CS469 - Linux and Unix Administration and Networking


SQL stands for Structured Query Language and is a data query language to Create/ Read / Update or Delete (CRUD) data, structured around tables that are composed of rows sub-divided into columns of various typed data, almost exactly analogous to a spreadsheet.

SQL databases are often used as back-end data stores for many services, such as web-services, so an administrator often needs to be able to deal with the basics of administrating an SQL server, some of the most common of which are MySQL / MariaDB.

MySQL/MariaDB administration:

MySQL or MariaDB (which is a fork derived from the original MySQL) are common free database servers that an administrator might have to deal with. Learning to manage the basics with MySQL/MariaDB often translates well to other database servers such as PostgreSQL, or other SQL based database servers.

Installing the DB:
# mysql_install_db --user=mysql

  • Sets up the initial database.
  • User set the "home" directory for the database system. The MySQL daemon runs as the given user (typically 'mysql'.)

# chmod 755 /etc/rc.d/rc.mysqld

  • Makes mysqld start on boot.
  • Edit the rc file to enable networking (outside clients.), generally considered a bad idea. Use the firewall to restrict connections to trusted hosts.

Start the database, then run mysql_secure_installation to complete the installation. Be sure to put a password on the "root" account and disable guest accounts for a secure installation. It is the case that the systems super- user no longer needs a password to access the MariaDB root account regardless of whether there is one or not, though normal users will be required to enter it (probably to prevent an administrator from being locked out of the database from forgetting / losing the password.)

~/.my.cnf MySQL client configuration file:

  • Defines the optional user, password and/or database that the mysql client command uses to connect to by default.

# chmod 600 ~/.my.cnf

  • Makes sure that the config file is not readable by anyone other than the user to whom it belongs.

> mysql [-u user] [-h host] [-p] [database]

  • The MySQL client command. Allows one to connect to the MySQL database server from the command line and issue MySQL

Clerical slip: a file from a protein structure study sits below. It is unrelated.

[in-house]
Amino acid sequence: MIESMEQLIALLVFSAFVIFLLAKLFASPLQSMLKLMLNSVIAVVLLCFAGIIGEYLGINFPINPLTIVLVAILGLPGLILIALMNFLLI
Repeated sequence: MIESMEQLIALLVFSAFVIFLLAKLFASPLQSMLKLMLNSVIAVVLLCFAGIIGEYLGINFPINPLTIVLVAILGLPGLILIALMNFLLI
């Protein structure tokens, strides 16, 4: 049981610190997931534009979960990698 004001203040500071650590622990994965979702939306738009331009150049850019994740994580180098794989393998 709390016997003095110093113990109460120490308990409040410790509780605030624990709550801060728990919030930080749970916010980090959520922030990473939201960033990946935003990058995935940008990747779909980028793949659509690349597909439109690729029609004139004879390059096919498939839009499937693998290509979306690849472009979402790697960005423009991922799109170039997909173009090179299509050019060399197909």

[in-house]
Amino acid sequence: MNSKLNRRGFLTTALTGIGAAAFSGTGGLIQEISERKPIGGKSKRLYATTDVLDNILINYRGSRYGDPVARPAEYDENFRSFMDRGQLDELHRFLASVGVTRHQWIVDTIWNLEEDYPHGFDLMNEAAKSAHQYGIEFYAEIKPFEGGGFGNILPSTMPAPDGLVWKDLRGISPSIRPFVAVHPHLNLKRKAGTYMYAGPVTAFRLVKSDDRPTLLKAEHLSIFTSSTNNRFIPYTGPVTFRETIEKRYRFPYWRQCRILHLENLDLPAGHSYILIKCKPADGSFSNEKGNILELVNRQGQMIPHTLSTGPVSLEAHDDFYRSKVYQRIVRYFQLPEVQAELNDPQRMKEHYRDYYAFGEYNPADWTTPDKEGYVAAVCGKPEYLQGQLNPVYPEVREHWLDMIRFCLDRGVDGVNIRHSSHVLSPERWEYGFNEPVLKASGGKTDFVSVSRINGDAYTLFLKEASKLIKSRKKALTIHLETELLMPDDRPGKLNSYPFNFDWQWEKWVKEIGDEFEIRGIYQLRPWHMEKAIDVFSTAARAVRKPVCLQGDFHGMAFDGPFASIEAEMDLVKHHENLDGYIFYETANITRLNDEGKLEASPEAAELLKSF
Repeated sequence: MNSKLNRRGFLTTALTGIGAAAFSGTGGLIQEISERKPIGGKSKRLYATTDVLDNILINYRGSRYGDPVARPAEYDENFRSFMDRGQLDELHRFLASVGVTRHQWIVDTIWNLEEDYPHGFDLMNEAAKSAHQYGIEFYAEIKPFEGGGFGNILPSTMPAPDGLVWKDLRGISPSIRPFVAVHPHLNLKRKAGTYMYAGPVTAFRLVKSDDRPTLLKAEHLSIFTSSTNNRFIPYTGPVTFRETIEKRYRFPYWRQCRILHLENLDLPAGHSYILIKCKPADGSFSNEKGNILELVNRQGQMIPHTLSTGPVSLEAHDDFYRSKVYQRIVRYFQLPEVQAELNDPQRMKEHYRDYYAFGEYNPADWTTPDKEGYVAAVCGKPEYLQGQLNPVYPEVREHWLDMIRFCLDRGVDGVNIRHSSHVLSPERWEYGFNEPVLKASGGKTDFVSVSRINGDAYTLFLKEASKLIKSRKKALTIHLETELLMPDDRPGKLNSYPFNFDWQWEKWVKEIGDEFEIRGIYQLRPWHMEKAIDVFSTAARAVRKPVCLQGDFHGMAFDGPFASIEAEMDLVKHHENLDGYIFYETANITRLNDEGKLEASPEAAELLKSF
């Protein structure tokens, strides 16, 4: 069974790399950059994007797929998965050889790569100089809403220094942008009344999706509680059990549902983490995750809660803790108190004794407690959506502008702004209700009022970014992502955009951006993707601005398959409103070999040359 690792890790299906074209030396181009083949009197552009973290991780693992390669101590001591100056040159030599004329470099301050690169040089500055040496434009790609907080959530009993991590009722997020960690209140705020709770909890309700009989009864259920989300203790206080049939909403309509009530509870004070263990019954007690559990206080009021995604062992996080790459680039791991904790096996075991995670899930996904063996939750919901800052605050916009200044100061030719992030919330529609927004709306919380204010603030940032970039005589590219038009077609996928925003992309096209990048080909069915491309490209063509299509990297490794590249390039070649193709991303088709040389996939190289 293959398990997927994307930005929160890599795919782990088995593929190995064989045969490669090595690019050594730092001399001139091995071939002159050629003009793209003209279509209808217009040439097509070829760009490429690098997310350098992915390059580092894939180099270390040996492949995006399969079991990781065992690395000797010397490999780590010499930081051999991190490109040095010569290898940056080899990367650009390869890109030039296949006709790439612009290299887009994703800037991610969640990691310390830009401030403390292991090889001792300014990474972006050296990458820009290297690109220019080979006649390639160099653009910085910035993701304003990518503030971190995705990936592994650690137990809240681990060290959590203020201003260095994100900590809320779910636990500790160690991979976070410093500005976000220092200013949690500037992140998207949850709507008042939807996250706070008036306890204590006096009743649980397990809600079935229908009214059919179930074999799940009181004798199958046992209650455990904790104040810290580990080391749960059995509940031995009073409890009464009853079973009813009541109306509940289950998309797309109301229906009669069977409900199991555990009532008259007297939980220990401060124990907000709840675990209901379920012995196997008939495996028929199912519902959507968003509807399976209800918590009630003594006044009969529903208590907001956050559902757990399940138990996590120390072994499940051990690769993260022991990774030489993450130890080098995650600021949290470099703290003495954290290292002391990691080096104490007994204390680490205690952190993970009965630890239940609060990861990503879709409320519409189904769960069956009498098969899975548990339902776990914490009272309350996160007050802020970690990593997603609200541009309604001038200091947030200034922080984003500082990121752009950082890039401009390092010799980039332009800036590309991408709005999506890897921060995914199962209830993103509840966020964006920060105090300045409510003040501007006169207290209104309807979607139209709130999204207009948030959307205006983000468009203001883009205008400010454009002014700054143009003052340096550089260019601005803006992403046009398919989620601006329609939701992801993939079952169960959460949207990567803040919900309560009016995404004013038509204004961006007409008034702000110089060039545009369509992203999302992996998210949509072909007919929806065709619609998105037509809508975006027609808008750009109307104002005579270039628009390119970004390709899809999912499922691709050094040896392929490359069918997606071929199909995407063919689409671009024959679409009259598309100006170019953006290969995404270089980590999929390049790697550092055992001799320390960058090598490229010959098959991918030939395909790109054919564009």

-u user Selects the user to connect to the database as.
-h host Selects host (localhost by default) to connect to.
-p Ask for password.
database Database to use upon connecting.

Common MySQL/MariaDB administration commands:

Create / delete databases:

create database databasename;

  • Creates a database, no associated user initially.

use database;

  • Use the specified database. (ex: mysql)

drop database database;
drop user user@localhost;

  • Deletes database or users.

Managing users:

create user username@hostname [identified by 'password'];

  • Creates a user, w/o an associated database or databases.
  • '%' for hostname means any host, normally 'localhost'. The hostname represents the host the user is allowed to connect from.

set password [for user] = password('password')

  • Set or change the password (default current logged in user.) Requires "root" (the MySQL administrator) privilege to use the for user syntax to change some other users password.


Grants are how permissions are applied to databases for specific users. A user is identified by their username + hostname combination. The hostname is the host they connect from. Grants can be applied at the global, database, table, column and routine level.


grant [all privileges | SQL commands ] on database.table to username@hostname [identified by 'password'] [with grant option]

Grant specifier Privilege:
*.* Global (all databases)
database.* All tables in a specific database
database.table A specific table in a specific database

grant all privileges on database.* to username@localhost identified by 'password' with grant option;

  • Grants user (mostly) full access to database.tables, creating the user and setting the password, allowing the user to issue grants for others.

grant create routine on database.* to user@localhost;
grant alter routine on database.* to user@localhost;
grant execute on database.* to user@localhost;

  • Additional example grants not typically assigned by default.

grant select,lock on database.* to username@localhost;

  • Allows a user to use only specific SQL commands on the given database. Above gives effectively read-only access to a database.

show grants for user@localhost;

  • Show the grants given to a particular user.

flush privileges;

  • Updates permissions (tells running server to re-read mysql tables.) Important to do after adding/removing users and updating grants.

To change user@localhost to user@'%':

use mysql;
update user set host='%' where user='user' and host='localhost';

Backing up MySQL databases:

# mysqldump --all-databases | gzip > /some/place/all-dbs.gz

  • Dumps all databases to standard output as SQL commands

> mysqldump db_name > backup.sql


> mysql db_name < backup.sql

Integrity checking:

# mysqlcheck [--all-databases | db_name]

  • Checks, repairs, optimizes or analyzes tables.
  • Should probably be run after upgrades.


mysqlshow | tail +4 | tr -d '|' | sed 's/ //g' | grep -v '+---*'

  • Get list of all databases.

echo "show databases;' | mysql --batch
mysql -B -e 'show databases;'
mysql -r -s -e 'show databases;'

  • Same as the above.

Backup all databases individually:



for db in $(mysql -B -e 'show databases;'); do
  echo "mysqldump $db | gzip > $db_dir/$db.sql";